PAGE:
Elkhorn, Wisconsin

From Wikipedia, the free encyclopedia
Jump to navigation Jump to search
Elkhorn, Wisconsin
City of Elkhorn
Elkhorn Wisconsin Welcome Sign.jpg
Motto(s): 
“Living in Harmony”[1]
Location of Elkhorn in Walworth County, Wisconsin.
Location of Elkhorn in Walworth County, Wisconsin.
Coordinates: 42°40′22″N 88°32′25″W / 42.67278°N 88.54028°W / 42.67278; -88.54028Coordinates: 42°40′22″N 88°32′25″W / 42.67278°N 88.54028°W / 42.67278; -88.54028
Country United States
State Wisconsin
CountyWalworth
Area
 • Total8.11 sq mi (21.00 km2)
 • Land8.06 sq mi (20.88 km2)
 • Water0.04 sq mi (0.11 km2)
Elevation1,030 ft (314 m)
Population
 • Total10,084
 • Estimate 
(2019)[5]
10,019
 • Density1,242.59/sq mi (479.78/km2)
Time zoneUTC-6 (Central (CST))
 • Summer (DST)UTC-5 (CDT)
Zip Code
53121
Area code(s)262
FIPS code55-23300[6]
GNIS feature ID1564532[3]
Websitewww.cityofelkhorn.org

Elkhorn is a city in Walworth County, Wisconsin, United States. It is located 40 miles (64 km) southwest of Milwaukee. As of 2019, it is home to 10,019 people, down from 10,084 at the 2010 census. It is the county seat.[7]

Geography[edit]

Elkhorn is located at 42°40′22″N 88°32′25″W / 42.67278°N 88.54028°W / 42.67278; -88.54028 (42.672900, -88.540342).[8]

According to the United States Census Bureau, the city has a total area of 7.81 square miles (20.23 km2), of which 7.76 square miles (20.10 km2) is land and 0.05 square miles (0.13 km2) is water.[9]

History[edit]

In 1836, Colonel Samuel Phoenix spotted a rack of elk antlers in a tree and proclaimed the area as "Elk Horn."[10]

The area's beauty and fertile soil led Daniel Bradley, his son Milo, and LeGrand Rockwell to create a community in the area.[11] Its growth to a population of 539 led to the first town meeting in 1846. Elkhorn was designated county seat that same year because of its location in Walworth County.

In 1851, Elkhorn became the location of the Walworth County Fair, which is now hosted annually at the Walworth County Fairgrounds. The Walworth County Fair is the largest in Wisconsin after the Wisconsin State Fair.[citation needed]

In the 1870s, saline water from springs located in Elkhorn was believed to cure rheumatism.[12]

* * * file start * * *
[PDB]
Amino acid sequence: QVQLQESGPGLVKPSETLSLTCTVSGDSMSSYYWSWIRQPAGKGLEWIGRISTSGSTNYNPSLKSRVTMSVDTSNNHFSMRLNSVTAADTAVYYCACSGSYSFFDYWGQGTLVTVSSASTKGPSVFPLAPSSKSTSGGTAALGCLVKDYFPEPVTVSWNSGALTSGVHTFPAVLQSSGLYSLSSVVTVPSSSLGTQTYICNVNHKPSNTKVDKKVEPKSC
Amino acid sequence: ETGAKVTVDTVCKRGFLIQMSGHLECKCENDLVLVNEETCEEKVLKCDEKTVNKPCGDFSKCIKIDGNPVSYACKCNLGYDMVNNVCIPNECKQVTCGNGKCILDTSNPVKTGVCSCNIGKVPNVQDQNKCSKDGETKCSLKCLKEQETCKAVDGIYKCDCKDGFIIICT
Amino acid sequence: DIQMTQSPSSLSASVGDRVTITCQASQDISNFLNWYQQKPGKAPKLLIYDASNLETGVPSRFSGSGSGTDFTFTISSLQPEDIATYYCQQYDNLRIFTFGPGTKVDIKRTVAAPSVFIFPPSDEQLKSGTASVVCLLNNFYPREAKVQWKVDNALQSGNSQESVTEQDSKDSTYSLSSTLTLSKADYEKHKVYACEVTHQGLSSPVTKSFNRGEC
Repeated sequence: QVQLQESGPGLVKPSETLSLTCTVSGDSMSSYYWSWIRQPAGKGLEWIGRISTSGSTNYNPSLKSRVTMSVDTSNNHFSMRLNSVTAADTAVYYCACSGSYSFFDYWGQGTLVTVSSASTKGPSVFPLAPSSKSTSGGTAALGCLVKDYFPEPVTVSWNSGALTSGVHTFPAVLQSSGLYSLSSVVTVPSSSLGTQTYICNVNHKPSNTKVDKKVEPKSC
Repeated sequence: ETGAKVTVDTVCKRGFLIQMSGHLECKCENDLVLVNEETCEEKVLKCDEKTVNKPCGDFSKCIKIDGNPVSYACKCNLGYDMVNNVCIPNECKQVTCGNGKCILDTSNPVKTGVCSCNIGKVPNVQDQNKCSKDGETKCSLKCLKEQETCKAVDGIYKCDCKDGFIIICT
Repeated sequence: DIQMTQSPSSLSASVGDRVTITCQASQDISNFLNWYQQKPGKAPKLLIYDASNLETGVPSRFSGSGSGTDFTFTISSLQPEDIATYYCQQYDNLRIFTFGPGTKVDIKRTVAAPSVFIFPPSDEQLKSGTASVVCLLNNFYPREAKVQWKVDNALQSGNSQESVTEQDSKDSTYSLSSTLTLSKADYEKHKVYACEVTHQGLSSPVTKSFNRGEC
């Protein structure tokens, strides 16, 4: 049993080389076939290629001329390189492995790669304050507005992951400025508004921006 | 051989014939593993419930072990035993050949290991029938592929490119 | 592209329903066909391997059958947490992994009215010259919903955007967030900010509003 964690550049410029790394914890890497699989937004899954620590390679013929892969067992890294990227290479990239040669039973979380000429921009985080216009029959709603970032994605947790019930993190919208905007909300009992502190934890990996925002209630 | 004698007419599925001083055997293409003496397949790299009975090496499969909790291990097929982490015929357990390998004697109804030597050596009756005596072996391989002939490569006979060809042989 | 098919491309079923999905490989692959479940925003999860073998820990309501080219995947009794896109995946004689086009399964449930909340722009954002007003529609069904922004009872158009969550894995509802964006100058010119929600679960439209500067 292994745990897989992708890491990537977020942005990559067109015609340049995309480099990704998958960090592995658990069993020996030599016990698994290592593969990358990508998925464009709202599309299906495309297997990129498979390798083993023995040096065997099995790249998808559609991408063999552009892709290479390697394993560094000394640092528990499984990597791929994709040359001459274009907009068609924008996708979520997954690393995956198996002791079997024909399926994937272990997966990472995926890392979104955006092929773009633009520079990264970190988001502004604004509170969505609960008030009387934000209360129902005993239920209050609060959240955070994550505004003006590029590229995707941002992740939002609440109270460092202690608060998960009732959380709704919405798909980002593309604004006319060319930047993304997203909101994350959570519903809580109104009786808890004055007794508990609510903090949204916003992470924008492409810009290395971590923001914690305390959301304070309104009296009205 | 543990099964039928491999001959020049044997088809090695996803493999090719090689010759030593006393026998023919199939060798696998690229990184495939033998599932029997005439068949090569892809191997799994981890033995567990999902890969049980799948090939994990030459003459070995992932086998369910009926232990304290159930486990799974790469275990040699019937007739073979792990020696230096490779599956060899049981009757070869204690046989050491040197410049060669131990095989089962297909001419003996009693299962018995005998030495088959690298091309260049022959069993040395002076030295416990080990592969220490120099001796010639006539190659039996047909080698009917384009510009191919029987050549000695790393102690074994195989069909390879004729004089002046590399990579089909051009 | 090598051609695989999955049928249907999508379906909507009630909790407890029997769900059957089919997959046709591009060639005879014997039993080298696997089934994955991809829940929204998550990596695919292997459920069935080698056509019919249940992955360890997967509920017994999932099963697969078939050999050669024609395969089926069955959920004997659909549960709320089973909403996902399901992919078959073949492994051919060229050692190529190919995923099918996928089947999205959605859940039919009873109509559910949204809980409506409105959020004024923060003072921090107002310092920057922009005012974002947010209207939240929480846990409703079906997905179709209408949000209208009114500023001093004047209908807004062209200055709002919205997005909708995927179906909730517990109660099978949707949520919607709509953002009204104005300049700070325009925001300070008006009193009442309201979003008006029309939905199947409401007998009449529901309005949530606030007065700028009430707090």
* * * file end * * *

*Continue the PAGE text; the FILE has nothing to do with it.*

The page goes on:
Because the city places Christmas decorations around its center, Elkhorn has been called the "Christmas Card Town" since before World War II. This tradition is celebrated every year by an annual oil painting by local artist Jan Castle Reed. These watercolor paintings are turned into Christmas cards.[13]

Elkhorn is also known for the folklore of the Beast of Bray Road, a supposed werewolf type creature that has become the focus of books, movies, documentaries and other elements of pop culture.[14]

Demographics[edit]

Historical population
Census Pop.
185042
18601,0812,473.8%
18701,20511.5%
18801,122−6.9%
18901,44729.0%
19001,73119.6%
19101,707−1.4%
19201,99116.6%
19302,34017.5%
19402,3821.8%
19502,93523.2%
19603,58622.2%
19703,99211.3%
19804,60515.4%
19905,33715.9%
20007,30536.9%
201010,08438.0%
2019 (est.)10,019[5]−0.6%
U.S. Decennial Census[15]
Elkhorn, 11:23:40 PM CDT in 2012 during Expedition 30 at the International Space Station
Elkhorn, 11:23:40 PM CDT in 2012 during Expedition 30 at the International Space Station

2010 census[edit]

As of the census[4] of 2010, there were 10,084 people, 3,801 households, and 2,514 families living in the city. The population density was 1,299.5 inhabitants per square mile (501.7/km2). There were 4,043 housing units at an average density of 521.0 per square mile (201.2/km2). The racial makeup of the city was 91.4% White, 1.2% African American, 0.2% Native American, 0.7% Asian, 4.8% from other races, and 1.6% from two or more races. Hispanic or Latino of any race were 11.0% of the population.

There were 3,801 households, of which 38.8% had children under the age of 18 living with them, 48.7% were married couples living together, 12.5% had a female householder with no husband present, 4.9% had a male householder with no wife present, and 33.9% were non-families. 27.8% of all households were made up of individuals, and 11% had someone living alone who was 65 years of age or older. The average household size was 2.53 and the average family size was 3.11.